Ratio and proportion are slightly different viewpoints of the same idea: using what you know to quantify what you don't yet know. It's like having a replica model of the house you want ot build: if the length of your model house is 2 feet and the width is 1 foot, then you can know that your real house's width will be 30 feet if the length is 60 feet. Similar to using a map scale, such as 1" = 3 miles, in this house example 1 foot in the model = 30 feet in the real house. Proportion says we use the same multiplier for all measurements to keep the same ratios between different sized but similar objects, such as length, width, etc.
The easiest way to work with ratios and proportions is to set two fractions equal to each other, then cross-multiply to find the unknown part of one of the fractions. Using our house model example: Let's use W to represent our unknown width. We can say model width to model length = real house width to real house width:
1 ft / 2 ft = W ft / 60 ft; top-right X bottom-left = top left X bottom right: (2)(W) = (1)(60).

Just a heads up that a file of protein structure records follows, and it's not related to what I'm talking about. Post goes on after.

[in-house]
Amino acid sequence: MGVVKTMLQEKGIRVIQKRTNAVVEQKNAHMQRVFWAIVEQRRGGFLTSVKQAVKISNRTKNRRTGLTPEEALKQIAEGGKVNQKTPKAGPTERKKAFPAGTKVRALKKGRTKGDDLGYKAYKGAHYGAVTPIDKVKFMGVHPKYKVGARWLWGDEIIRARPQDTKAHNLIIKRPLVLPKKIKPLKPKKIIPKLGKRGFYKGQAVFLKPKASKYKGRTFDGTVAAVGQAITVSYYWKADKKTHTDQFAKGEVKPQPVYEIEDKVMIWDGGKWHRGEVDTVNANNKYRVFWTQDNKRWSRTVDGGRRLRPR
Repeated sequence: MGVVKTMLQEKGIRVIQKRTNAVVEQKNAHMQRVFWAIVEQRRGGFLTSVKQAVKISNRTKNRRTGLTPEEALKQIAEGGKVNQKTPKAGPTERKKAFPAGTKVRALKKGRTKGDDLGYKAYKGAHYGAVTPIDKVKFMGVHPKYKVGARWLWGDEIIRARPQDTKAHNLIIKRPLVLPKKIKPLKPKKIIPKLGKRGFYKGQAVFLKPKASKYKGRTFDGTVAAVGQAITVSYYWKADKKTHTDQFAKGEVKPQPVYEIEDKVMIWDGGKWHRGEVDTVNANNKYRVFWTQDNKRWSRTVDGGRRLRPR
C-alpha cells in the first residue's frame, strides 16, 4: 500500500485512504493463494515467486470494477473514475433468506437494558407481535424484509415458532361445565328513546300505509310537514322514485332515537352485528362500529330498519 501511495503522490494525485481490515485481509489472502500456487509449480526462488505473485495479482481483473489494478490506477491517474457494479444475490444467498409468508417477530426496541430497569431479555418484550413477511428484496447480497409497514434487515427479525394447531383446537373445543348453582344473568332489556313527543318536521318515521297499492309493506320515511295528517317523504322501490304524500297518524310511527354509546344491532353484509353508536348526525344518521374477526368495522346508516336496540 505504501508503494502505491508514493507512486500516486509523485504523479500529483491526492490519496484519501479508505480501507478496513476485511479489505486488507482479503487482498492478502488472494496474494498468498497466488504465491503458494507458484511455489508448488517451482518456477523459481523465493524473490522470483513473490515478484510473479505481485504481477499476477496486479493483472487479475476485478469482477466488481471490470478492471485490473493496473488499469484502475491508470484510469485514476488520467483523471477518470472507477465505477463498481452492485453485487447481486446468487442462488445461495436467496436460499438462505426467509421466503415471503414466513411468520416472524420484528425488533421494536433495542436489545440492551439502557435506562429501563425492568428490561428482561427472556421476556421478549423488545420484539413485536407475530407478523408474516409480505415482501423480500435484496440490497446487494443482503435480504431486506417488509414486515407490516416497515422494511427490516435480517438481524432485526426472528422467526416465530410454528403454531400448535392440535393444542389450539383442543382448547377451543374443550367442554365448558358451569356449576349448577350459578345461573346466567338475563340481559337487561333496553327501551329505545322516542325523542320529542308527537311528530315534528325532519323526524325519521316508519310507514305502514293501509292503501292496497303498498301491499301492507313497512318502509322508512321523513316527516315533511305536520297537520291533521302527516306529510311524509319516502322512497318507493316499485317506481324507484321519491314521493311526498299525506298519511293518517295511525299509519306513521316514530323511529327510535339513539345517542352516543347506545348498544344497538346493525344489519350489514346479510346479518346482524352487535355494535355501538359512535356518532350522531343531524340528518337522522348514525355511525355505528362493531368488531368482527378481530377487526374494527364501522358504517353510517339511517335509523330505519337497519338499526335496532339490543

2W = 60; divide both sides by 2, and W = 60/2 = 20, or 30 feet width, since all measurements were in feet.
An important point: you need to convert ALL measurements used in the proportion fractions into the same measurement types. If you were using inches in your model and feet in your real house, then you need to convert the inches into feet, or the feet into inches. Otherwise, the results after you cross-multiply and divide will be incorrect.
You could set the proportions up differently, as long as you keep straight what is proportional to what. Above, we used Model Width to Model Length = Real House Width to Real House Length.
But we could also use something like Model Width to Real House Width = Model Length to Real House Length, or 1/W = 2/60; then cross-multiply and get 2W = 60, or W (width) = 30 feet. The important part is to compare width to width, and length to length - those measurements must be in the same equivalent parts (numerator or demonimator) of each fraction.